Urban Photography

Discussion in 'Photography Beginners' Forum' started by nikki2291, Jan 20, 2009.

  1. nikki2291

    nikki2291 TPF Noob!

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    I live in the city and am going out later to try some urban photography. I have read a bit on it but I was wondering if anyone here has any tips for me?
    Thanks in advance! =)

    ~Nikki~
     
  2. Sw1tchFX

    Sw1tchFX TPF Noob!

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    Just shoot what you think it interesting.
     
  3. Samanax

    Samanax TPF Noob!

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    Try to shoot from any other position than standing straight up. Shooting from eye level tends to look commonplace and boring. Change the shot angles... shoot from high angles, shoot from low angles. Shoot with the camera in portrait orientation once in awhile. Don't only take one shot of a scene...take at least three. Get close. Watch the light. Watch the shadows. Try shooting with both eyes open. Shoot things that you wouldn't normally shoot.
     
  4. fiveoboy01

    fiveoboy01 TPF Noob!

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    Yep, mixing it up is key...

    Also take LOTS of shots.

    A lot of them will be throwaways but you'll end up with a few REALLY good keepers.

    I always figure the more pictures you take the better chance you have of getting a couple really nice captures.
     
  5. nikki2291

    nikki2291 TPF Noob!

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    Okay, I do like the sound of shooting down close to the pavement...it sounds interesting. Although I am gonna get alot of weird looks...lol. Why shoot in portrait mode?

    ~Nikki~
     
  6. Samanax

    Samanax TPF Noob!

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    I didn't mean shooting with the camera in Portrait Mode, I meant turning the camera 90 degrees and shooting vertically.

    I'm fairly new to photography myself (had my XTi a year now) and I read a lot of books and web tutorials on photography and one tip that stood out was that most new shooters tend to only shoot with the camera in the landscape orientation even though you can just turn it and shoot in the portrait orientation. I thought about it and realized that I don't shoot in portrait orientation much and have forced myself to start shooting that way as well as in landscape orientation. Sometimes a picture that just doesn't look right in the landscape orientation will look great when in portrait orientation.

    I noticed most of my more experienced shooting buddies do post a lot of pictures that are in portrait orientation.

    I guess what I'm trying to say is don't limit yourself. Go outside your comfort zone a bit. You have to push yourself to see how much further you can go.
     
  7. Atlas77

    Atlas77 TPF Noob!

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    When doing urban take loads of shots and get creative with your angles and shots your taking.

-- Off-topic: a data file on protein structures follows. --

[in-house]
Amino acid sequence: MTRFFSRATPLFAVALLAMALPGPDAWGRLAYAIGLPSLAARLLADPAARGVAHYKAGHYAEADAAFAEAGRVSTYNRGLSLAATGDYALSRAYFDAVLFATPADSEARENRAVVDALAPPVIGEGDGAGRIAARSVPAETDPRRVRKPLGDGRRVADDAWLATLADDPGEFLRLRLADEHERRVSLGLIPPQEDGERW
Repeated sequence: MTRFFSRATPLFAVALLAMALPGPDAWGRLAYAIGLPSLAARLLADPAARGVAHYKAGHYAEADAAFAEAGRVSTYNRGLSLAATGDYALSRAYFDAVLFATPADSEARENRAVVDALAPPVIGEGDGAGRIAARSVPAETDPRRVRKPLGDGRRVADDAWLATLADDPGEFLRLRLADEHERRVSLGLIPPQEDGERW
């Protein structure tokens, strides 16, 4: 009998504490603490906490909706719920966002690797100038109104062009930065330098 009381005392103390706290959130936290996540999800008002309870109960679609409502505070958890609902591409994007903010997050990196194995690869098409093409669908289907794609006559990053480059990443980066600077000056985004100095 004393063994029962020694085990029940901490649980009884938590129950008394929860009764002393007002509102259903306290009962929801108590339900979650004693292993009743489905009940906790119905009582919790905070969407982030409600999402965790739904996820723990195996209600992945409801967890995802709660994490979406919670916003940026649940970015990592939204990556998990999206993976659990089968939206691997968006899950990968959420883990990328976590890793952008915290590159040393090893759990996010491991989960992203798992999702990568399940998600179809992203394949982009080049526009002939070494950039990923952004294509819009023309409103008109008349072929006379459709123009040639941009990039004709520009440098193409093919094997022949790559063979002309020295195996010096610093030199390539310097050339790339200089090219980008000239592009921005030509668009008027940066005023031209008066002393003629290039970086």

Good Luck.
     
  8. Katier

    Katier TPF Noob!

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    Working down at the pavement level can be great fun, but don't overuse it either.

    One thing I have found ( if you really get into it ) is having camera's that work quickly. For this reason rangefinders and TLR cameras are both good choices if your really getting into it. Both are quiet cameras that are lighter to handle and quicker to use than a DSLR.

    DSLR's do work, and work well, but it's worth considering other options if you get into urban shooting a lot.
     
  9. Mgw189

    Mgw189 TPF Noob!

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    For sure especially in an urban setting. I find myself shooting more in portrait mode than I do normal.
     
  10. TheSon

    TheSon TPF Noob!

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    Huh? My friend's Leica M8 rangefiner is heavy, manual focus, and slow. Although it takes AMAZING pictures.

    How can you get quicker than pointing and shooting with a DSLR? I'm confused.
     
  11. Katier

    Katier TPF Noob!

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    You don't focus ;)

    Urban photography is often done in fairly even light, similar distances. So you can setup the camera and all you do is point and shoot ( without even waiting for the camera to focus ). You might adjust one stop if you see your shooting into darker or lighter but for the most part it's all similar distance, aperture and shutter speed.

    My yashica TLR I did an entire, properly exposed, urban/street shoot on the SAME settings except for 2 shots which were in a darker aspect and needed me to pay attention. Those 2 shots would have needed the SAME attention on a DSLR because you would need to be aware of depth of field for it so couldn't just point and shoot.

    There's a brilliant example of this on the web. Sadly I don't have the link to hand or the photographers name but he is a well known street photographer in NY. He does all his shooting with a rangefinder and flash and literally he spots a shot, points and shoots. No changing of settings ( he couldn't anyway as his holding the camera in one hand and flash in the other).
     
  12. Beth81

    Beth81 TPF Noob!

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    What exactly is Urban Photography and how is it different? I googled it and i just can't tell.
     

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